Great Lakes waterfront trail - CycleBlaze

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Great Lakes waterfront trail

Jane Fletcher

This June we are planning to bike parts of the Great Lakes waterfront trail. I’m looking for recommendations on particularly beautiful portions of the trail or places to avoid. Thanks for the help. Jane

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4 months ago
Lyle McLeodTo Jane Fletcher

Hi Jane, 

I don't know if this is technically part of the Waterfront Trail, but Kirsten (spouse) and I really loved the section along the St Lawrence between Gananoque and Cornwall, in particular the section just downstream of Morrisburg (upper Canada Village). This was one of our favourite sections of our 2015 x-Canada ride. This whole section is largely dedicated bike path with wonderful historic towns and villages. The highlight of this was the relatively short, but beautiful Long Sault Park.

This pic really doesn't capture how pretty the ride was
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4 months ago
Jane FletcherTo Lyle McLeod

thanks Lyle, this is helpful. We are trying to plan our ride around some of the most beautiful sections with lots of small towns along the way.

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4 months ago
John SaxbyTo Jane Fletcher

Thanks, Jane.  A few observations on the Trail:

I grew up on and just north of the Lake Ontario shore east of Toronto (Cobourg-Peterborough area, including Northumberland County), and have a deep affection for the landscapes.

So, I was tickled to see the Waterfront Trail assembled and signposted.

I haven't cycled the length of the Trail as such, although I did cover the Oshawa-to-Kingston section on my tour of east/central Ontario in 2017. (If you're interested, that's posted on CycleBlaze, here: https://www.cycleblaze.com/journals/ontario1/) At other times, I've ridden the Trail east of Kingston to Prescott; and have cycled that part of the Trail on the Hamilton-to-Burlington waterfront west of  Toronto; and the trail east of Cornwall to the western outskirts of Montréal.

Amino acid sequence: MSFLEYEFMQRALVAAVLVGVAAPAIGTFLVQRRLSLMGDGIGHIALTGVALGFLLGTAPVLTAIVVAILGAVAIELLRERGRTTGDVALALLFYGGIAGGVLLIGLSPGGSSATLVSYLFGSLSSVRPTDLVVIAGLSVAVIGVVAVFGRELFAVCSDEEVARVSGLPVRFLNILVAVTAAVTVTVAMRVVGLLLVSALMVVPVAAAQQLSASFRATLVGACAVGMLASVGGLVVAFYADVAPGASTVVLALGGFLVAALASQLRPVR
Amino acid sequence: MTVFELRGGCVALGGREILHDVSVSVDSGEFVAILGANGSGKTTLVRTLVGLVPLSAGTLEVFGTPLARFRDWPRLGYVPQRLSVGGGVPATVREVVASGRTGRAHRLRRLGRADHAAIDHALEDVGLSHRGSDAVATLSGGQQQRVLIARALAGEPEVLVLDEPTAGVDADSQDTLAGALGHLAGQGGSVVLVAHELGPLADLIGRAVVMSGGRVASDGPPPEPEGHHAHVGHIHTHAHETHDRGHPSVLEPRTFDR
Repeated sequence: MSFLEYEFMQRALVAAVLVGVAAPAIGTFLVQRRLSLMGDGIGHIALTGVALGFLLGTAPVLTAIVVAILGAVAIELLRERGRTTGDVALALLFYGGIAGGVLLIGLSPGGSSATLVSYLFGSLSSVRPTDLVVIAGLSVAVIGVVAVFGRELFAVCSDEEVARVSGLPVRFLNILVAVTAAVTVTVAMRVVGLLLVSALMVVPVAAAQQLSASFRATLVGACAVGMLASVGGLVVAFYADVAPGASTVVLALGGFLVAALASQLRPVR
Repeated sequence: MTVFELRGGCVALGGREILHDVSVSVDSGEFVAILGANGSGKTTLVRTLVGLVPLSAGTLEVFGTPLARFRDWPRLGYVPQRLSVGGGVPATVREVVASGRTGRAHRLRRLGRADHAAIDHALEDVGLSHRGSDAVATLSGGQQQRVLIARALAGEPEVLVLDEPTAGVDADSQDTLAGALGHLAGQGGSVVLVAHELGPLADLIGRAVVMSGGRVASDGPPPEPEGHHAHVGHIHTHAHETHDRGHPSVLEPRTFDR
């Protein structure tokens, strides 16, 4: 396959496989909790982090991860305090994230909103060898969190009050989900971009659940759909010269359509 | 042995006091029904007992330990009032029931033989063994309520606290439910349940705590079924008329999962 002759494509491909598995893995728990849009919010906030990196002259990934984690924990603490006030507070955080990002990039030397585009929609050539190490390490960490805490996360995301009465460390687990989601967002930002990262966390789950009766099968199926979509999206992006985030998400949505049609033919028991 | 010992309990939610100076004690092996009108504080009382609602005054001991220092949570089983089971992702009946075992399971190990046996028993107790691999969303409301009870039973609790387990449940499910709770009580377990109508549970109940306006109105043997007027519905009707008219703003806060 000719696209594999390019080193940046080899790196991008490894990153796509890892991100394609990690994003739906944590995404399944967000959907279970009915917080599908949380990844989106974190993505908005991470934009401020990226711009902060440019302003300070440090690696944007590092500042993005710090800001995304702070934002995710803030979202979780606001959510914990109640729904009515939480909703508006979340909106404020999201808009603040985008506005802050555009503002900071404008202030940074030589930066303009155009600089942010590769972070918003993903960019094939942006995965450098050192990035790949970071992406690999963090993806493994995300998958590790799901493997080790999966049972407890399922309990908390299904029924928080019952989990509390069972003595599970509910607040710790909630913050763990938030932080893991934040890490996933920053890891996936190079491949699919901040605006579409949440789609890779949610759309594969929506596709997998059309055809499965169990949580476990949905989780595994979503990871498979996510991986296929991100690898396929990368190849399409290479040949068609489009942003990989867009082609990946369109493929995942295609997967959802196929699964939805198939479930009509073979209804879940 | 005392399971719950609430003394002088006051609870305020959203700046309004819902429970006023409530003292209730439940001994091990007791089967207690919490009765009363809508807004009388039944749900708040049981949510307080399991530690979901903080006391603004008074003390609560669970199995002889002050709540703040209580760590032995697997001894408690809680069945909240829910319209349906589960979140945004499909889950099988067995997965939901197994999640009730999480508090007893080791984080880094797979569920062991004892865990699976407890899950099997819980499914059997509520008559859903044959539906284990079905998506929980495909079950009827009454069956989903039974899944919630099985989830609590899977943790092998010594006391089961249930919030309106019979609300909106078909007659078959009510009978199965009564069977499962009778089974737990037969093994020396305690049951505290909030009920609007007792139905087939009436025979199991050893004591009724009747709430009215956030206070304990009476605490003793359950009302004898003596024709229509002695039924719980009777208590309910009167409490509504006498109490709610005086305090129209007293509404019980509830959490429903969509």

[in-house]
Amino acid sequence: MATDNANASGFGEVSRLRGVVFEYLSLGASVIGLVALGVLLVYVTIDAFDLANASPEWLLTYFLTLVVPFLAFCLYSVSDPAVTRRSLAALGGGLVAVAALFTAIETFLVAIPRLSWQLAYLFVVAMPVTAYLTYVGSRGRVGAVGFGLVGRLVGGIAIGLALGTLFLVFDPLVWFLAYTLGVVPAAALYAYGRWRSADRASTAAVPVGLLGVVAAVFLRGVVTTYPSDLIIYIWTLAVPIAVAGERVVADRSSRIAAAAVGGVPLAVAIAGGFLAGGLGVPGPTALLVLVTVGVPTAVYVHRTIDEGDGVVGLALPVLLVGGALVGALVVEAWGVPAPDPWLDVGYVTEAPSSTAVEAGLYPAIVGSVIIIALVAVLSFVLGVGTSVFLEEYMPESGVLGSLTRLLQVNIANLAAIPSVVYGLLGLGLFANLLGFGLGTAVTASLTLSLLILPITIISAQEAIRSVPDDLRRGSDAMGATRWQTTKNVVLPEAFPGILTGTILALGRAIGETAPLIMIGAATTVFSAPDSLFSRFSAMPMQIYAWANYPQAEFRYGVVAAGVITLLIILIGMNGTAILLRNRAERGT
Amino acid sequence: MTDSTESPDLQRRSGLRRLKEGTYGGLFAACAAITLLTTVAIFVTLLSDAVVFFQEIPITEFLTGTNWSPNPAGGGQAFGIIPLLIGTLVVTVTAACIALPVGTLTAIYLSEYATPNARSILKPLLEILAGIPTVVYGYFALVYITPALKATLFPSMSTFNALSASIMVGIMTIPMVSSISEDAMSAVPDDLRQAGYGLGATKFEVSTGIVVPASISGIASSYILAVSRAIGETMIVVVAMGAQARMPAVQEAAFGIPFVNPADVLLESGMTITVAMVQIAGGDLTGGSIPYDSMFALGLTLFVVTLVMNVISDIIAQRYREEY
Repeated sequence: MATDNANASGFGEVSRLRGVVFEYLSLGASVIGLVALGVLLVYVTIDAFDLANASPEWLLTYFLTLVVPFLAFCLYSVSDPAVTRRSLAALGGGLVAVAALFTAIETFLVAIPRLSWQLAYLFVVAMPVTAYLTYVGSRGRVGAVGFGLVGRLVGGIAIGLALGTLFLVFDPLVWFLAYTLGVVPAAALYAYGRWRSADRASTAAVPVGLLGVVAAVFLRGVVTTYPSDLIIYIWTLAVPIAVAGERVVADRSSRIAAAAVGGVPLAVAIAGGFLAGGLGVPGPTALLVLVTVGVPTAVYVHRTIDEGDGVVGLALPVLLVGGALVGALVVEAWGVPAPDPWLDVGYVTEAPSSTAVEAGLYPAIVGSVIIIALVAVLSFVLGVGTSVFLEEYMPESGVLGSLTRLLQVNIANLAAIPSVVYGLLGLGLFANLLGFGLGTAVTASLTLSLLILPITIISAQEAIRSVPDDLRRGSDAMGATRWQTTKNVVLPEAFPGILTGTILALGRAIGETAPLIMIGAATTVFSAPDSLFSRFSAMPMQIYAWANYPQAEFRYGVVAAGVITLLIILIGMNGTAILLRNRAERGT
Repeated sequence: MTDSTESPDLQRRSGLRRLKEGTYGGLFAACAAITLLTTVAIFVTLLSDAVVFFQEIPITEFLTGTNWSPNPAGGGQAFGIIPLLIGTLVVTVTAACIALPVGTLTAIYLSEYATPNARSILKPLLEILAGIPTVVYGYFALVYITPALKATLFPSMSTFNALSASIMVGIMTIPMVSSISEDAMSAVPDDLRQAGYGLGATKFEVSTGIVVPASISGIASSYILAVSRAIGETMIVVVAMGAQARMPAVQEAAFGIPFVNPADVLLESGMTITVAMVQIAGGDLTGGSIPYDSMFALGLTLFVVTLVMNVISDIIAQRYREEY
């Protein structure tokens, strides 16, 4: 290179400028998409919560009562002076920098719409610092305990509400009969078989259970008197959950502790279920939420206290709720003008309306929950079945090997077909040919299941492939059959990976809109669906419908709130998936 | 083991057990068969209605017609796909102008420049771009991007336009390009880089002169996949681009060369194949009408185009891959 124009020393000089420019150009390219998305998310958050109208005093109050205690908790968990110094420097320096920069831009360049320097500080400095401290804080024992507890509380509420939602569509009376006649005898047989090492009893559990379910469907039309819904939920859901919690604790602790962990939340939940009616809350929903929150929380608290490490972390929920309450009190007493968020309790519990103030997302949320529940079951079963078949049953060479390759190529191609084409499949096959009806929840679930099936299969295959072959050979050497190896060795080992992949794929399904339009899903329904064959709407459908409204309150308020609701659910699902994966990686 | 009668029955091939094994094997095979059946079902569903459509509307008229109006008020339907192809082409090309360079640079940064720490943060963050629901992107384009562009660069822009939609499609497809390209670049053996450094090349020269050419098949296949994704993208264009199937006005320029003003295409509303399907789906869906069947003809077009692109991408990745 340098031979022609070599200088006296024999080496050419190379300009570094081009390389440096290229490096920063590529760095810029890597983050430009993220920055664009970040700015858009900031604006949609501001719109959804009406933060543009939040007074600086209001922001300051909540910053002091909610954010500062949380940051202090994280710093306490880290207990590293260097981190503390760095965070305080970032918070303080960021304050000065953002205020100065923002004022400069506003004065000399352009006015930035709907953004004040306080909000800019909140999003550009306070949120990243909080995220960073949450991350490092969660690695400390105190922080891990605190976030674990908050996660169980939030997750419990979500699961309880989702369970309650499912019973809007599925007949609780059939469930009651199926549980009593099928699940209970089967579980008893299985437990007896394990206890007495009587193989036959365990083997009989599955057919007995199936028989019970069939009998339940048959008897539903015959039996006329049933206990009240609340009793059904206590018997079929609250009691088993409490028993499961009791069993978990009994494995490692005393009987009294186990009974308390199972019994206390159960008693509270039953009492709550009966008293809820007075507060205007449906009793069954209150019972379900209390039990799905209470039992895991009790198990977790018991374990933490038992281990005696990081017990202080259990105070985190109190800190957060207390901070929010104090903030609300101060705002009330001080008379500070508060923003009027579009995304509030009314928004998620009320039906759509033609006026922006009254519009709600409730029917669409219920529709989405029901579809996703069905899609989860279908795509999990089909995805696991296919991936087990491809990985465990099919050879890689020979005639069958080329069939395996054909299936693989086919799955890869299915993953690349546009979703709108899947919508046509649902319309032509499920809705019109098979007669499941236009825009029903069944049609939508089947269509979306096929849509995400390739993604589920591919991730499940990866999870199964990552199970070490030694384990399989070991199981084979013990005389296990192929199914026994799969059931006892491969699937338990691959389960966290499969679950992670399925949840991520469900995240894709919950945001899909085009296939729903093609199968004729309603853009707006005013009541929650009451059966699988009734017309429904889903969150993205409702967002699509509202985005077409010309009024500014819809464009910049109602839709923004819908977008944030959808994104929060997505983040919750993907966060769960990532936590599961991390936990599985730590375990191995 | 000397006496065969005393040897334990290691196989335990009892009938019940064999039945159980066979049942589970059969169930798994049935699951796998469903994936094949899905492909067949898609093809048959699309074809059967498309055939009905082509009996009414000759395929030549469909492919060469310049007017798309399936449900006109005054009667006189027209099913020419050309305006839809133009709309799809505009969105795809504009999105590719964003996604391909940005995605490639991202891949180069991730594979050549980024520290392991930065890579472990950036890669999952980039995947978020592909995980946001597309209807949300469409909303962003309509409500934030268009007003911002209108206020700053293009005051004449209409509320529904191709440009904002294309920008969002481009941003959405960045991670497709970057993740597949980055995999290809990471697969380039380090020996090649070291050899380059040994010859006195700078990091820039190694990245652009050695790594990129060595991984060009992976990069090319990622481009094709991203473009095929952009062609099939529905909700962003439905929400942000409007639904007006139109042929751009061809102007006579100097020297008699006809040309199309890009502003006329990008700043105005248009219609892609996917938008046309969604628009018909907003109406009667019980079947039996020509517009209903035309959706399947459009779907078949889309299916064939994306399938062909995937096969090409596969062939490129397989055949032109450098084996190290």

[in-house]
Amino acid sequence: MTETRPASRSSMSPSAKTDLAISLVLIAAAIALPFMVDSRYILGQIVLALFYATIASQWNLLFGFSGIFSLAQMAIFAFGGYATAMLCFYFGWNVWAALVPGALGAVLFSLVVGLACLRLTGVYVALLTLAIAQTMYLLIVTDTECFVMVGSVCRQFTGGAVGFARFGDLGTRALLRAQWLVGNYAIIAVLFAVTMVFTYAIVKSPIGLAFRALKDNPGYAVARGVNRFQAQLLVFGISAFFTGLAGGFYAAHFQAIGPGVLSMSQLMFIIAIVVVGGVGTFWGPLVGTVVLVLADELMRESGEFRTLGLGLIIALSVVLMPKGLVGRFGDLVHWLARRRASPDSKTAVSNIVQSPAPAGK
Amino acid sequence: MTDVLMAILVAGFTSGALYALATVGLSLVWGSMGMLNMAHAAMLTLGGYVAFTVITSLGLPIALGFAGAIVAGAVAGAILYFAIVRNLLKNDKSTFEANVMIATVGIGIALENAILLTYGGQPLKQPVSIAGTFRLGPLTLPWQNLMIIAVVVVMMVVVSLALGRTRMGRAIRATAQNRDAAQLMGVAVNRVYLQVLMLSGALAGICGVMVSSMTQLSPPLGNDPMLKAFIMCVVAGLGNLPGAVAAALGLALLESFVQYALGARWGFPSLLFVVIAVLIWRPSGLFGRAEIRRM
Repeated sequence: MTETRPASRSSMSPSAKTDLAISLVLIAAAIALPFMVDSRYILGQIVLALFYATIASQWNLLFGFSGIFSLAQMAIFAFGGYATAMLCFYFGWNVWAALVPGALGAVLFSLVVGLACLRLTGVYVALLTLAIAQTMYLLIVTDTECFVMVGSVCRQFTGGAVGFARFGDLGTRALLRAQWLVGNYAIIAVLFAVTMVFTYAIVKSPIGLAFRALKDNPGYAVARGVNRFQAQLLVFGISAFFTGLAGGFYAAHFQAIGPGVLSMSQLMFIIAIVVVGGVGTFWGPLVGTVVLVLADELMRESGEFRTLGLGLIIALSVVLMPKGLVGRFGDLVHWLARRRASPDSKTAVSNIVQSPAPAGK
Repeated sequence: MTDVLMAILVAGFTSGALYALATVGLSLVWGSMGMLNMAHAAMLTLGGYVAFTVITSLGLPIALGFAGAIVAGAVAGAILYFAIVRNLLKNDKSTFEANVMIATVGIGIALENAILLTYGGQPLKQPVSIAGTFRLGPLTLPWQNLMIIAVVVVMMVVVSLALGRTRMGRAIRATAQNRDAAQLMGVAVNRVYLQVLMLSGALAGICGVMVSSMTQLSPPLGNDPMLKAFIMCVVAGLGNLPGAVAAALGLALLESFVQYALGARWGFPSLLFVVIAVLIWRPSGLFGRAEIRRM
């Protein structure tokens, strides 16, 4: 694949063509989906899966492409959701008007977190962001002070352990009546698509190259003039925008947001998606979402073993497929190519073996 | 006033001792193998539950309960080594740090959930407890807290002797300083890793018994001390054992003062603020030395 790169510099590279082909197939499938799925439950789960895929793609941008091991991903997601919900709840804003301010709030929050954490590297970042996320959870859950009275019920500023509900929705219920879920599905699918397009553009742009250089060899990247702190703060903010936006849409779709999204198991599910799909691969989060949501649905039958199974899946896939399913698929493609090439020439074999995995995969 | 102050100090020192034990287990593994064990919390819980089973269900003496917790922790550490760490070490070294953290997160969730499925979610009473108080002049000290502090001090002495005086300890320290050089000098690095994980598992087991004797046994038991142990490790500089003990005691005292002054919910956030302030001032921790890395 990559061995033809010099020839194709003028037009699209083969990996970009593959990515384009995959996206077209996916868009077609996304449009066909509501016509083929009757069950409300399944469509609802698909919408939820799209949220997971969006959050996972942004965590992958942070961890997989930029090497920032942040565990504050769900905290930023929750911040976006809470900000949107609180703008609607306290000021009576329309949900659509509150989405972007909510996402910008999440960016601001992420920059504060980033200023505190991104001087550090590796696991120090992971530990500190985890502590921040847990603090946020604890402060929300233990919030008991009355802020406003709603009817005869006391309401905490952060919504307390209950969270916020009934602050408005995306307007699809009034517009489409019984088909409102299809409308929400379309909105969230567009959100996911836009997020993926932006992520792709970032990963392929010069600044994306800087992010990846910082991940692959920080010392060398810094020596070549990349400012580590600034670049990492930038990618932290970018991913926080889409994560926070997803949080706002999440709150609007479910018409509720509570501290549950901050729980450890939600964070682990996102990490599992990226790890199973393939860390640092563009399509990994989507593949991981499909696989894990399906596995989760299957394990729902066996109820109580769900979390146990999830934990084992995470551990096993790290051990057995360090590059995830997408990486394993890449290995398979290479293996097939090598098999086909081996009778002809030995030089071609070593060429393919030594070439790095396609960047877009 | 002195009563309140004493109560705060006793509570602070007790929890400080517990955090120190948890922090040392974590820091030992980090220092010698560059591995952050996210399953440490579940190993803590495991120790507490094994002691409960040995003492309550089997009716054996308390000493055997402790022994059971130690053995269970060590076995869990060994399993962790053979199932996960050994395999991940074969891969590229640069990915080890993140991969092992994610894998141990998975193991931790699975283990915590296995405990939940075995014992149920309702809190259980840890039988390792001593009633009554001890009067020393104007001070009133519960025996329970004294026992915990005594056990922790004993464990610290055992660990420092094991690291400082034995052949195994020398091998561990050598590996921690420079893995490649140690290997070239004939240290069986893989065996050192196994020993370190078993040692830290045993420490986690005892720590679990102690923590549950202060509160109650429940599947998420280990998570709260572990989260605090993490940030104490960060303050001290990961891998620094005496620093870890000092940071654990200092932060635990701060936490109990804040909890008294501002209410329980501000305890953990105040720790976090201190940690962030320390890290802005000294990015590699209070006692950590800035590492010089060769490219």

Summary suggestions:

1)  +1 for Lyle's recommendation on the Long Sault parkway.

2)   I deliberately avoided the Toronto section of the Trail on my 2017 ride, choosing instead to take the GO Train from Union Station to Oshawa (See the details in the journal above.).  I've lived in Tronna and have visited it (far too) many times in recent years.  It is a Big Sprawling Sub/Urban Blob.  Its suburban and peri-urban areas especially are dominated by motor vehicles and not very friendly to cyclists or pedestrians.  OTOH, if you're coming from Niagara, and you're going to cycle through the city, then the Trail is the best way to do it.

3)   At Brighton, a couple of days' ride east of Toronto, the Trail splits: The right-hand fork takes you to Prince Edward County, and the left fork goes on Hwy 2 along the Bay of Quinte to Trenton and Belleville.  I highly recommend spending a few days in the County.  Bucolic scenery, lotsa B & B's, lots of cycling routes, sand dunes, and--surprise!--first-rate food and wine.  The Black River Cheese factory makes & sells the best old cheddar I have ever tasted. Unfortunately, the factory has been taken over by a Montreal-based conglomerate, and now they no longer sell the 8-year-old cheddar. (Takes up too much valuable storage space.) The five-year-old is still better than anything else I've ever tasted, and very occasionally they have the 6-year-old. There's a good bike shop in the small village of Bloomfield, the Bloomfield Bicycle Company. They have sussed out the County's routes, and will send you a very good paper map. Here's the link, and you can see the map on the home page: http://www.bloomfieldbicycle.c...

4)  From the County, you can take a variety of routes east to Kingston. The shore road, Hwy 33, is the most straightforward & common route. It can be busy in tourist season, but the surface and shoulder are generally good, and mid-week, it's not too bad.

Hope that's helpful, Jane.  don't hesitate to get in touch if you have questions, etc.